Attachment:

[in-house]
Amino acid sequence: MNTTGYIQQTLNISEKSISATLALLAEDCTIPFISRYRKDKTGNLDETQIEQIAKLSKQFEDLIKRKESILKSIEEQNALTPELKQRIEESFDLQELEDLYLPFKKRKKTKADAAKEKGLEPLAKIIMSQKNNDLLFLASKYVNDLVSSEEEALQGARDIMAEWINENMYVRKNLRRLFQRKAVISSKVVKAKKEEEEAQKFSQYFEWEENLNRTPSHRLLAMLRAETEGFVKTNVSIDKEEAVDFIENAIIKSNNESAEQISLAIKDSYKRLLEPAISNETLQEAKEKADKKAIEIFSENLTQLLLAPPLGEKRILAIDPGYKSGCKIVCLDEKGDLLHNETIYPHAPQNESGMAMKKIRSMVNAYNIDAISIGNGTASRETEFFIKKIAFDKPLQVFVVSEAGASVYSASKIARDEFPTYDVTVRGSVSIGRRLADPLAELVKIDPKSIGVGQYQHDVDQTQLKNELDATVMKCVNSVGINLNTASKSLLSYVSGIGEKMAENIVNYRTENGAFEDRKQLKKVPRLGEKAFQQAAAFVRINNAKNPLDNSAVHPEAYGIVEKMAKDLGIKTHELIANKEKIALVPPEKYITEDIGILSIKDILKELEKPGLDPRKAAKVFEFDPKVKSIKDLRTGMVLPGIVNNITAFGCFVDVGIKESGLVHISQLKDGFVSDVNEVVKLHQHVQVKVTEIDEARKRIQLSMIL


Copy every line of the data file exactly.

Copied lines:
[in-house]
Amino acid sequence: MNTTGYIQQTLNISEKSISATLALLAEDCTIPFISRYRKDKTGNLDETQIEQIAKLSKQFEDLIKRKESILKSIEEQNALTPELKQRIEESFDLQELEDLYLPFKKRKKTKADAAKEKGLEPLAKIIMSQKNNDLLFLASKYVNDLVSSEEEALQGARDIMAEWINENMYVRKNLRRLFQRKAVISSKVVKAKKEEEEAQKFSQYFEWEENLNRTPSHRLLAMLRAETEGFVKTNVSIDKEEAVDFIENAIIKSNNESAEQISLAIKDSYKRLLEPAISNETLQEAKEKADKKAIEIFSENLTQLLLAPPLGEKRILAIDPGYKSGCKIVCLDEKGDLLHNETIYPHAPQNESGMAMKKIRSMVNAYNIDAISIGNGTASRETEFFIKKIAFDKPLQVFVVSEAGASVYSASKIARDEFPTYDVTVRGSVSIGRRLADPLAELVKIDPKSIGVGQYQHDVDQTQLKNELDATVMKCVNSVGINLNTASKSLLSYVSGIGEKMAENIVNYRTENGAFEDRKQLKKVPRLGEKAFQQAAAFVRINNAKNPLDNSAVHPEAYGIVEKMAKDLGIKTHELIANKEKIALVPPEKYITEDIGILSIKDILKELEKPGLDPRKAAKVFEFDPKVKSIKDLRTGMVLPGIVNNITAFGCFVDVGIKESGLVHISQLKDGFVSDVNEVVKLHQHVQVKVTEIDEARKRIQLSMIL